From 1819 through 1834, a fortification called Fort Monroe was under construction. However, the new fort was not the first fortification to be located there. The history of the site has roots as deep as English colonization in Jamestown, Virginia. In 1608, it was Captain John Smith who saw the need for a fort to be built at a place the English called Point Comfort for the purpose of providing Jamestown from a number of approaches. A year later, the construction of Fort Algernourne was complete. Throughout the colonial period, many Point Comfort was the site of the establishment of a number of short-lived fortifications.
After the American Revolution, the new nation of the Unites States emerges, but not without challenges. The first of these came from Great Britain and is often referred to as the Second War for Independence, better known as the War of 1812. It was during this conflict that the young nation recognized a simple fact. The nation, though young, was relying on a system of defense that proved to not be quite up to the job. Americans saw the British march on their new capital and set fire to important and precious government property and symbols such as the Presidential Mansion (later known as The White House), the Library of Congress, and even the Capitol Building. It was through this adversity that the fledgling nation was brought to the reality of the need for upgrading the coastal defense system of the country. The first and largest step toward this upgrade was the construction of a new fort at Point Comfort. The new fort would be named Fort Monroe.
The new fortification’s purpose was to protect the entrance to Hampton Roads along with a number of cities which housed ports along the waterway. Fort Monroe was not only a point of comfort, it was now a point impressive power. Fort Monroe housed an artillery that was proud of its 32-pound guns. These guns were capable of a range of over one mile, a distance that would be needed to protect the main shipping channel into the Hampton Roads area.
Fort Monroe was not just use as a defensive post, in 1824, the fort took on a new role when it was chosen as the site for the Army’s Artillery School of Practice.
The Union reinforced Fort Monroe during the Civil War to keep it from falling into the wrong hands, southern hands, the same hands that controlled Virginia. Fort Monroe played a role in several Civil War military campaigns: Battle of Big Bethel (June 1861), McClellan’s Peninsula Campaign (1862) and the siege of Suffolk (1863). It was at Fort Monroe that the Army of the James was formed in 1864. Confederate slaves saw the fort in a different light. If they could run away and make it to Fort Monroe, they could find asylum and would not be returned to bondage. After the Civil War ended, Fort Monroe became the walls that imprisoned former Confederate President Jefferson Davis for two years.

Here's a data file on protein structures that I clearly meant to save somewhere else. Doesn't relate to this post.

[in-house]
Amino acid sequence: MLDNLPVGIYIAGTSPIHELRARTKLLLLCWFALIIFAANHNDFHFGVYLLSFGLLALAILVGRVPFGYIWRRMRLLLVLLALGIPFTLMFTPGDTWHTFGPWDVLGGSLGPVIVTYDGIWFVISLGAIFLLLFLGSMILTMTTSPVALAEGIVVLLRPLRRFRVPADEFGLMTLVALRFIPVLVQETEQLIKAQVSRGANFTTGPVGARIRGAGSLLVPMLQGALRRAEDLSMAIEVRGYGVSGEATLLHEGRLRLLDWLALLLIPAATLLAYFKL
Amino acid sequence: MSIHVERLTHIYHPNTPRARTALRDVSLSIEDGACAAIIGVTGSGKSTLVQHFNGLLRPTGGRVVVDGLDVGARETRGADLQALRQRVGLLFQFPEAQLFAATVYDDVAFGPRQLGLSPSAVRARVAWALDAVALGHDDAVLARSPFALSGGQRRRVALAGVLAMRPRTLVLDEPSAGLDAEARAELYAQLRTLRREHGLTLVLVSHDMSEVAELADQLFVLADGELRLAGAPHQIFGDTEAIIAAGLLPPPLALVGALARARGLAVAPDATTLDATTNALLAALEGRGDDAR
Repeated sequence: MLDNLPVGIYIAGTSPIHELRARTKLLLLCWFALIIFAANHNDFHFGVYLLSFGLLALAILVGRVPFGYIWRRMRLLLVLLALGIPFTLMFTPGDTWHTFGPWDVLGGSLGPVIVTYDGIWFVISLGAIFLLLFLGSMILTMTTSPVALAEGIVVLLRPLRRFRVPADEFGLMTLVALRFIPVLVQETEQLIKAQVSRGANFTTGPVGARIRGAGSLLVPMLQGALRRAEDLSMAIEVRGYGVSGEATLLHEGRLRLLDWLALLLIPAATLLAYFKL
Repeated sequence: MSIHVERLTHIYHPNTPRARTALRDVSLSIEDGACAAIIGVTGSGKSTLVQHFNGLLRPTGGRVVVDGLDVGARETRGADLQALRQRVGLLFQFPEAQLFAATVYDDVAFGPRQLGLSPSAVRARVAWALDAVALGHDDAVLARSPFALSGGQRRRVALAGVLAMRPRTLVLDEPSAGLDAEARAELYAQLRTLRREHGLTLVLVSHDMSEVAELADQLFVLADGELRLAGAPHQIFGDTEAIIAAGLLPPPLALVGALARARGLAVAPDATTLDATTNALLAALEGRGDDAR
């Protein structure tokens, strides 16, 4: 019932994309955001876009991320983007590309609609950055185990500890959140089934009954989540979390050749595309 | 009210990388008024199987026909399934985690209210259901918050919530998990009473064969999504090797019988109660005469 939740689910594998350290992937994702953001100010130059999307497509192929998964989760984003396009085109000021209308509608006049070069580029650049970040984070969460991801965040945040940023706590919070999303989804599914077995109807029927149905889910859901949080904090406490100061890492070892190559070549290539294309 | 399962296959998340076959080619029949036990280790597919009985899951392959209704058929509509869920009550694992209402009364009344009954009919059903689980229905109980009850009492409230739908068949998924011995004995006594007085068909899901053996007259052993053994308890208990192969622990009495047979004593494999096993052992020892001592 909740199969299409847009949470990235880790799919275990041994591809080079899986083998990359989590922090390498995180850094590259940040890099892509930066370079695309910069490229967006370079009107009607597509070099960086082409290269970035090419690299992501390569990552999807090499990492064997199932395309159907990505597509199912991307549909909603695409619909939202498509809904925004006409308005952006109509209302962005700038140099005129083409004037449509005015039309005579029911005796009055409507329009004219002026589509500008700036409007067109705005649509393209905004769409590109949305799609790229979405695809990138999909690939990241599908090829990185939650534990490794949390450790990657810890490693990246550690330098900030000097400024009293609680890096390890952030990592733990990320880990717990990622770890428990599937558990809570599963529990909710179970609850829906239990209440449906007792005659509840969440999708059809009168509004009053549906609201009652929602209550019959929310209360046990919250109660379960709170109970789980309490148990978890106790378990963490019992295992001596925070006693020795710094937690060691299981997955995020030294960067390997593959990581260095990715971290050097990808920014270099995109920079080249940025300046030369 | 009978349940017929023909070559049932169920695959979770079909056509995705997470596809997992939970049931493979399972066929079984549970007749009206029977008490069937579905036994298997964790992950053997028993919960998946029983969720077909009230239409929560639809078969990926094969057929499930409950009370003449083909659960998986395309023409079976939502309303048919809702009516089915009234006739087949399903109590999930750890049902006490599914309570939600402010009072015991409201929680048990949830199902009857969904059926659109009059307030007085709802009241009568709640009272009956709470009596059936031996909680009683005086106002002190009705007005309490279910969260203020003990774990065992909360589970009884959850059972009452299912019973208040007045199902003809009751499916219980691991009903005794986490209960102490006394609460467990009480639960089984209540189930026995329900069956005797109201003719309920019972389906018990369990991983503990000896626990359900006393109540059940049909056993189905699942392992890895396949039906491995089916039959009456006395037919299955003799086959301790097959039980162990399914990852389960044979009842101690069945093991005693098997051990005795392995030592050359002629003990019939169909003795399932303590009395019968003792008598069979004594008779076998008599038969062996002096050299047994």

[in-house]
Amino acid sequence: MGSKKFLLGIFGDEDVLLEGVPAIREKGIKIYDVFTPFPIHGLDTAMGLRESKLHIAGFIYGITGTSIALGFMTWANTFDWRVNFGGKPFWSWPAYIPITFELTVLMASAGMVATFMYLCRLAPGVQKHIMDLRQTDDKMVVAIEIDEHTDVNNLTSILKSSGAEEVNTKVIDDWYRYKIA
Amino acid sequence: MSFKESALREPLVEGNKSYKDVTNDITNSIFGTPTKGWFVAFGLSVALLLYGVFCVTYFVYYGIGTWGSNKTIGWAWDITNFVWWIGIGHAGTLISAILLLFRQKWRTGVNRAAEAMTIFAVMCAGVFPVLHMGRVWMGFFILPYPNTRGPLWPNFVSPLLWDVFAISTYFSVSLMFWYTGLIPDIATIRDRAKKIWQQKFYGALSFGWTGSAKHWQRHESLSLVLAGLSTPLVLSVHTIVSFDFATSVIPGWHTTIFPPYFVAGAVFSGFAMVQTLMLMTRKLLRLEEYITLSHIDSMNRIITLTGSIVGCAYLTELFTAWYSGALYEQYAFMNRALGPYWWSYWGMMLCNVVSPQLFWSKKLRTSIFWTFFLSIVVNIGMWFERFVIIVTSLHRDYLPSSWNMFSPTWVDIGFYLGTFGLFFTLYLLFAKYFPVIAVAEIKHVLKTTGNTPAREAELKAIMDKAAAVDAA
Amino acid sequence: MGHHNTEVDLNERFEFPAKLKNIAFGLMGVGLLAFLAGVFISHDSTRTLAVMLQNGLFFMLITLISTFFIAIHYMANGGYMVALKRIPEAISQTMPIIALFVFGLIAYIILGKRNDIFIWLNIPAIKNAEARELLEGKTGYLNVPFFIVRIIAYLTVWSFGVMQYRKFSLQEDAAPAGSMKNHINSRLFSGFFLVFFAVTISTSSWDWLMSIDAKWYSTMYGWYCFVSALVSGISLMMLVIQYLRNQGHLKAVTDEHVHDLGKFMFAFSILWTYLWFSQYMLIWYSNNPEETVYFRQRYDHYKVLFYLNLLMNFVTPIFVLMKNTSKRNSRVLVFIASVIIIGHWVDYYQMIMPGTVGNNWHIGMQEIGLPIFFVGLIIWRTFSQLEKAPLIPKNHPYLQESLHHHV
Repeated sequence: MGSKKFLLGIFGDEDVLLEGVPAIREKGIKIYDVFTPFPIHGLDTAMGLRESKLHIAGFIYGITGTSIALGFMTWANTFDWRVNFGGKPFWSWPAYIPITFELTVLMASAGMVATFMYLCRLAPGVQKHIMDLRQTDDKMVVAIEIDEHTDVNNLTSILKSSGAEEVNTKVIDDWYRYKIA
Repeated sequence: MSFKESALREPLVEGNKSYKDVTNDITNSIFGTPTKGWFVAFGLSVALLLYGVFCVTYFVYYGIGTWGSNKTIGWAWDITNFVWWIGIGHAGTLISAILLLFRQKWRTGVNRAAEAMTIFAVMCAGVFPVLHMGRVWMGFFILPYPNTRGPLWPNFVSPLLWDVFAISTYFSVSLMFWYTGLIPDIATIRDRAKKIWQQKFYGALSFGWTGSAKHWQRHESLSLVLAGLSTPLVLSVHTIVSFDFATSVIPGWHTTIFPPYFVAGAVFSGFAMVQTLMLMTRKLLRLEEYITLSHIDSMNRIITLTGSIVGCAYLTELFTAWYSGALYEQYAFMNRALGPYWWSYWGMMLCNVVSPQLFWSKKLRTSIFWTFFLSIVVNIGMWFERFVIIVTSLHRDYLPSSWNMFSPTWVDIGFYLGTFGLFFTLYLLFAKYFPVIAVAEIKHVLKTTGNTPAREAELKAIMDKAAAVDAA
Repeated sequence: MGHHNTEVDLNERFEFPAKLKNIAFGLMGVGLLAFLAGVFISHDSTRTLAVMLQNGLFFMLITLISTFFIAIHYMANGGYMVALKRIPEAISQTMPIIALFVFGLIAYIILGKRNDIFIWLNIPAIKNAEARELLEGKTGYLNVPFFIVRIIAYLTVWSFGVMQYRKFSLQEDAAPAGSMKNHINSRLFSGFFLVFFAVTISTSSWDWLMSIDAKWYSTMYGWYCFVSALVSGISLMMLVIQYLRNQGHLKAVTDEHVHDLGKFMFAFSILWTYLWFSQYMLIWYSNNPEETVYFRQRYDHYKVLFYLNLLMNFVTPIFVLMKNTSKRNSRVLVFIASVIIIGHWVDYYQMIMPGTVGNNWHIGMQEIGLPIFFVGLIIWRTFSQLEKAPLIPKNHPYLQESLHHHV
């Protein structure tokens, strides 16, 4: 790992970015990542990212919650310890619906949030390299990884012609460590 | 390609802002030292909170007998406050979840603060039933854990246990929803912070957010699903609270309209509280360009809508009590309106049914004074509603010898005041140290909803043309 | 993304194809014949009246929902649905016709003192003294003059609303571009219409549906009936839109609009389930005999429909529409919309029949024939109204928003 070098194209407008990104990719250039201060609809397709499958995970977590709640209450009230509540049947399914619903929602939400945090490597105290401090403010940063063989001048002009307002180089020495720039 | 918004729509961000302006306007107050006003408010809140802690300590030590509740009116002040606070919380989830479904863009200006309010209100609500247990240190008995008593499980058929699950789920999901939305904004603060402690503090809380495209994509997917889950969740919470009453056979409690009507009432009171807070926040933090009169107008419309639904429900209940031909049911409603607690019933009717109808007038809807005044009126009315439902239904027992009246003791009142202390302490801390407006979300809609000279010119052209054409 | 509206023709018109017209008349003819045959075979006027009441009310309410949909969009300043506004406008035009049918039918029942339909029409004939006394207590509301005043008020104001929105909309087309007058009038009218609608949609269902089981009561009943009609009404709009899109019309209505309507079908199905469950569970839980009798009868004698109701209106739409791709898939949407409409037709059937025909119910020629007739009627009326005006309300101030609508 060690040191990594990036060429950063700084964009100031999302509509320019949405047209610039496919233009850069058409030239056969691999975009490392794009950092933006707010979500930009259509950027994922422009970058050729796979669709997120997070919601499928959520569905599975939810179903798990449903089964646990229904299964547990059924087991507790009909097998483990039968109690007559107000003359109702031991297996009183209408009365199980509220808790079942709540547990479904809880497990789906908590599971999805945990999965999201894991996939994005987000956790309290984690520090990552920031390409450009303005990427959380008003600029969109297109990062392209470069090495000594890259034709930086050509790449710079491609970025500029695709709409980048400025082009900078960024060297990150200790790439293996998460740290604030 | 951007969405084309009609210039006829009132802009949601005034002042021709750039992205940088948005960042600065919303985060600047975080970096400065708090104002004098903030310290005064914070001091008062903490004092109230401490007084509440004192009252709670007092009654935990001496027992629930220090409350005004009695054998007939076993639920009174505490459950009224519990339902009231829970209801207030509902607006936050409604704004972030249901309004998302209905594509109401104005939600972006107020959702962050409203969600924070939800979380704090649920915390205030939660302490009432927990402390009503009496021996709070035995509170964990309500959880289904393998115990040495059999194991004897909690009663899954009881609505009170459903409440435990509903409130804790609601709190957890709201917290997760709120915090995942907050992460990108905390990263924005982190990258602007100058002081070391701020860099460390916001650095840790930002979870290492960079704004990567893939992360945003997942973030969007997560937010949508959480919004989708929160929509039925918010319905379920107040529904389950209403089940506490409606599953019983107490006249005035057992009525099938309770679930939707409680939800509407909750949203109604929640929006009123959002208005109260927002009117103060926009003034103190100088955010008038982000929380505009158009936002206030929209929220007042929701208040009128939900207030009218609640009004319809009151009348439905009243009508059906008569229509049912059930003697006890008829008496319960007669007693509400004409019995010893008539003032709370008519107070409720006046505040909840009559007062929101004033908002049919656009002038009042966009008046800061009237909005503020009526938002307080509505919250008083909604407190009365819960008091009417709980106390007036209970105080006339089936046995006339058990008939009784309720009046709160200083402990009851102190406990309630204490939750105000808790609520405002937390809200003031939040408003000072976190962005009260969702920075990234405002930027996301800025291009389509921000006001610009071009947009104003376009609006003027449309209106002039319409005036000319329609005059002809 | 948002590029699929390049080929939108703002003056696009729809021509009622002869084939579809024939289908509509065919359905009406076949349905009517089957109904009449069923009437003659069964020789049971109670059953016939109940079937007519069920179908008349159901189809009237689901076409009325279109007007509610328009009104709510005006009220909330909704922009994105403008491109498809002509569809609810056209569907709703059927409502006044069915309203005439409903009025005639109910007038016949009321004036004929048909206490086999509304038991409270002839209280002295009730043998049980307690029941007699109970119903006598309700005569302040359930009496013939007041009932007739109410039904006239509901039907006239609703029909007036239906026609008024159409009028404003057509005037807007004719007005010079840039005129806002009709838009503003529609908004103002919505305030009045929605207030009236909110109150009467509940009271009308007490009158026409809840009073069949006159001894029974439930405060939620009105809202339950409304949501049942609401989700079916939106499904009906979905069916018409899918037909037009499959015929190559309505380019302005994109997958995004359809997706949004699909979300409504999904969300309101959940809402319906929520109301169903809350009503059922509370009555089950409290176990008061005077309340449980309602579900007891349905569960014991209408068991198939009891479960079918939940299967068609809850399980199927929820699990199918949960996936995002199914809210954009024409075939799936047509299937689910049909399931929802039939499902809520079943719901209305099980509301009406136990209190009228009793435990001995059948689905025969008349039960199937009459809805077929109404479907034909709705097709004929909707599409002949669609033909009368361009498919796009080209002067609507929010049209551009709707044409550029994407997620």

As new technology was invented and developed, upgrades continued to be made at the fort. It became the site of a number of sub installations around Hampton Roads. The fort was said to have been the most heavily defended in the U.S. As World War II exploded into history, Fort Monroe’s fire power was once again given a boost up. The artillery at the fort ranged from 3-inch rapid fire guns to the big boys, 16-inch guns that were capable of firing one ton projectile and send it flying 25 miles through the air. With Fort Monroe, the U.S. Army was able to establish and control submarine barriers. The area was strewn with underwater mine fields.
Following World War II, the fort’s operational armament was removed. However, it still served a useful purpose as it became the headquarters for training of troops.
After a series of legal maneuvers by Congress, the fort was finally closed. On November 1, 2011, Fort Monroe President Barack Obama took action making Fort Monroe a National Park and Monument.